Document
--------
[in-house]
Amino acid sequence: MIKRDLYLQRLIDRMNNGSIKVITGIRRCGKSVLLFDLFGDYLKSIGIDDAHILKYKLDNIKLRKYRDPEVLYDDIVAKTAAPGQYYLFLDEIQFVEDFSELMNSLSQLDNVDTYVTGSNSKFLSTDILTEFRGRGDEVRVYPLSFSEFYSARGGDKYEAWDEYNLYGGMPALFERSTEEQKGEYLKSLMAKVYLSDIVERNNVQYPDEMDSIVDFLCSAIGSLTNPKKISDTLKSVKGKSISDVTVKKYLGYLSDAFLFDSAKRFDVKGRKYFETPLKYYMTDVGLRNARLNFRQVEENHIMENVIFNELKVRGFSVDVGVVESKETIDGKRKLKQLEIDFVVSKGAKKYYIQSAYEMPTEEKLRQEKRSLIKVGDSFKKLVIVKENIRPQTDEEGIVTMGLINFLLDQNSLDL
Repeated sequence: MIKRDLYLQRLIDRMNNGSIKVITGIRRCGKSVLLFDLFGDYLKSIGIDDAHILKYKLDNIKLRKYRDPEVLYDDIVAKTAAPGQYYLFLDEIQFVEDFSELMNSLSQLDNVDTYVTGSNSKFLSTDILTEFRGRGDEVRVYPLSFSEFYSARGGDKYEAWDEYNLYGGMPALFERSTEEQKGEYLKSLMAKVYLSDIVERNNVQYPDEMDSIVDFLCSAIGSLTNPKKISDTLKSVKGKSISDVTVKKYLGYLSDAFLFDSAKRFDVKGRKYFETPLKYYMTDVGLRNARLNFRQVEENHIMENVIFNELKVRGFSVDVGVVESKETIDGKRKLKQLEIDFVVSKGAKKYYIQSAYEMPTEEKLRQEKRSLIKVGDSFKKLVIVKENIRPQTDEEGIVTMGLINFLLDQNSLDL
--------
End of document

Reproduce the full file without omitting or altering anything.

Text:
[in-house]
Amino acid sequence: MIKRDLYLQRLIDRMNNGSIKVITGIRRCGKSVLLFDLFGDYLKSIGIDDAHILKYKLDNIKLRKYRDPEVLYDDIVAKTAAPGQYYLFLDEIQFVEDFSELMNSLSQLDNVDTYVTGSNSKFLSTDILTEFRGRGDEVRVYPLSFSEFYSARGGDKYEAWDEYNLYGGMPALFERSTEEQKGEYLKSLMAKVYLSDIVERNNVQYPDEMDSIVDFLCSAIGSLTNPKKISDTLKSVKGKSISDVTVKKYLGYLSDAFLFDSAKRFDVKGRKYFETPLKYYMTDVGLRNARLNFRQVEENHIMENVIFNELKVRGFSVDVGVVESKETIDGKRKLKQLEIDFVVSKGAKKYYIQSAYEMPTEEKLRQEKRSLIKVGDSFKKLVIVKENIRPQTDEEGIVTMGLINFLLDQNSLDL
Repeated sequence: MIKRDLYLQRLIDRMNNGSIKVITGIRRCGKSVLLFDLFGDYLKSIGIDDAHILKYKLDNIKLRKYRDPEVLYDDIVAKTAAPGQYYLFLDEIQFVEDFSELMNSLSQLDNVDTYVTGSNSKFLSTDILTEFRGRGDEVRVYPLSFSEFYSARGGDKYEAWDEYNLYGGMPALFERSTEEQKGEYLKSLMAKVYLSDIVERNNVQYPDEMDSIVDFLCSAIGSLTNPKKISDTLKSVKGKSISDVTVKKYLGYLSDAFLFDSAKRFDVKGRKYFETPLKYYMTDVGLRNARLNFRQVEENHIMENVIFNELKVRGFSVDVGVVESKETIDGKRKLKQLEIDFVVSKGAKKYYIQSAYEMPTEEKLRQEKRSLIKVGDSFKKLVIVKENIRPQTDEEGIVTMGLINFLLDQNSLDL